Taiwan Output Contracts at Steepest Pace in the Year-to-date

September 04, 2012 /

Weaker national and international demand has led to Taiwan’s third successive fall in output at the country’s manufacturing firms.

The HSBC Taiwan Purchasing Managers’ Index (PMI) posted 46.1 in August. The latest reading was down from 47.5 in July and pointed to a further deterioration in the health of the Taiwanese manufacturing sector.

The pace of the latest contraction was steep and the fastest since December 2011. New orders and new export business both declined, extending the current sequence of contraction to three months. According to panellists, the slowdown in the wider economy resulted in weaker demand for manufactured goods.

The pace of the latest contraction was steep and the fastest since December 2011. New orders and new export business both declined, extending the current sequence of contraction to three months. According to panellists, the slowdown in the wider economy resulted in weaker demand for manufactured goods.

In line with falling production, backlogs of work decreased for the third month running. Furthermore, the
pace of contraction was the sharpest in 2012 so far. Input prices at Taiwanese manufacturing firms fell for
the fourth consecutive month in August. Although marked, the pace of decrease was slower than that recorded in July. Panellists reported that input costs fell in line with decreasing metal and raw material prices.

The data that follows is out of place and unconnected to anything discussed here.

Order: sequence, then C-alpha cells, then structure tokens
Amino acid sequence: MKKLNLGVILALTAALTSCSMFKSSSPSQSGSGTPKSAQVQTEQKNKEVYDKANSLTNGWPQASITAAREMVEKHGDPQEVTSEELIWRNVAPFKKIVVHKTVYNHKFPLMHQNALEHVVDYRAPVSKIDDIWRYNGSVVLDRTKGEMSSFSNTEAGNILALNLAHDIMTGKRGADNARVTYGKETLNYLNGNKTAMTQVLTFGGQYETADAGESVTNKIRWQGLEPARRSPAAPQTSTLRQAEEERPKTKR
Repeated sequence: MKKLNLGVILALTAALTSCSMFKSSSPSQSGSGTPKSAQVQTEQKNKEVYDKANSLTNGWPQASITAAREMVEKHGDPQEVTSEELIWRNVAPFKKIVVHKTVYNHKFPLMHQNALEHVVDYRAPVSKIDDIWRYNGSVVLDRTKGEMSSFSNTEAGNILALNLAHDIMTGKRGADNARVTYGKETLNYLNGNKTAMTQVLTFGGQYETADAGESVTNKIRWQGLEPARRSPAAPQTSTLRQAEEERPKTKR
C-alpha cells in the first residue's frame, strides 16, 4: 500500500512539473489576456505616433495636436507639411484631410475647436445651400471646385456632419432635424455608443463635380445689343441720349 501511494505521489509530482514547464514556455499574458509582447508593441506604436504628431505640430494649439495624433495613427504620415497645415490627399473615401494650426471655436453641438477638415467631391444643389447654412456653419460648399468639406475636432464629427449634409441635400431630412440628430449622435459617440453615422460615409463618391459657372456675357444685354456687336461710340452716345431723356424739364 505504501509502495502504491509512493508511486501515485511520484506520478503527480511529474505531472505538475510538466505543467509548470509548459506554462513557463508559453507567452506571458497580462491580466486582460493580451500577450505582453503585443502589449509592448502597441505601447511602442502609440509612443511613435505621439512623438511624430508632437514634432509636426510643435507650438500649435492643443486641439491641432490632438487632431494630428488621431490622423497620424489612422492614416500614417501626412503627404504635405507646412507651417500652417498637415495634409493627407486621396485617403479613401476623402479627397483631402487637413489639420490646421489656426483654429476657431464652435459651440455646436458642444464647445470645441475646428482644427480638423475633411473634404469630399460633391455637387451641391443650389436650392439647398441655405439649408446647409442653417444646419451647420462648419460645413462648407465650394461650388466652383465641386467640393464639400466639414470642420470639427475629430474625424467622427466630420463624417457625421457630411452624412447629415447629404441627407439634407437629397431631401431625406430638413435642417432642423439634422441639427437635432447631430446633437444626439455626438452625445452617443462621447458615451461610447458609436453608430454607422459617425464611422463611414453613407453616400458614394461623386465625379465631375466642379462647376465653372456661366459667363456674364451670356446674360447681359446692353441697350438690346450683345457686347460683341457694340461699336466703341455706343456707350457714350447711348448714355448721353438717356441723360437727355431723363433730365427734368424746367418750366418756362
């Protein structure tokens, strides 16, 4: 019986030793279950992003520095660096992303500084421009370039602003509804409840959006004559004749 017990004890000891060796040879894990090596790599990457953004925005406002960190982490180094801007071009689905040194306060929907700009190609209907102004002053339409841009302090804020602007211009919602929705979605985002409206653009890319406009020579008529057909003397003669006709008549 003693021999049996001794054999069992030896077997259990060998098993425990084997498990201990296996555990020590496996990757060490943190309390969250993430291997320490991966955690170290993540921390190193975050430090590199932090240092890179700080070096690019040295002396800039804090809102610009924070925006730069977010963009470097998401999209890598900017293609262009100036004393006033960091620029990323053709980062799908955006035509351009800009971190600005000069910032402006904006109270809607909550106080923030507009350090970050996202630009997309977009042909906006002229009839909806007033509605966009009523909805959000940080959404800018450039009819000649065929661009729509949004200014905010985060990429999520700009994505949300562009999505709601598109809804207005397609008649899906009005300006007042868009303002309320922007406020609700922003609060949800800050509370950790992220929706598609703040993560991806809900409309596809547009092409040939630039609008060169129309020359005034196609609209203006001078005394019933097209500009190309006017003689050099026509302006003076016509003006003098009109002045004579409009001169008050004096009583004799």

Moreover, it was mentioned that weaker demand also contributed to the latest decline. In line with input costs, charges fell at a solid rate as manufacturers attempted to maintain competitiveness and attract new business, it was reported.

Staffing levels at firms in Taiwan were reduced in August amid reports of falling output. With exactly 96%
of respondents signalling no change, the pace of contraction was slight and slower than that seen in July.

Purchasing activity at manufacturers in Taiwan fell during August. The rate of contraction was sharp and
the fastest since December 2011. Anecdotal evidence suggested that input buying was reduced in line with
weaker demand from domestic and international clients.

Meanwhile, vendor performance improved for the fifth successive month. With the vast majority of respondents reporting no change, the rate of shortening was only slight and broadly in line with that seen in July.

Stocks of purchases in the Taiwanese manufacturing sector fell in August. That said, the rate of depletion was modest and slower than in July. Post-production inventories were also depleted as firms lowered stocks
in line with weaker demand.

Donna Kwok, Economist at HSBC in Asia said: “Manufacturing headcount reductions remain modest so far, but conditions in this important job market are at their weakest since mid-2009. This leaves domestic demand more vulnerable than during the last period of sustained below-50 readings in 2011. With the pace and scale of China’s recovery more modest than previously thought, we expect Taipei policy makers to beef up the island’s economic defences more meaningfully soon.”

 

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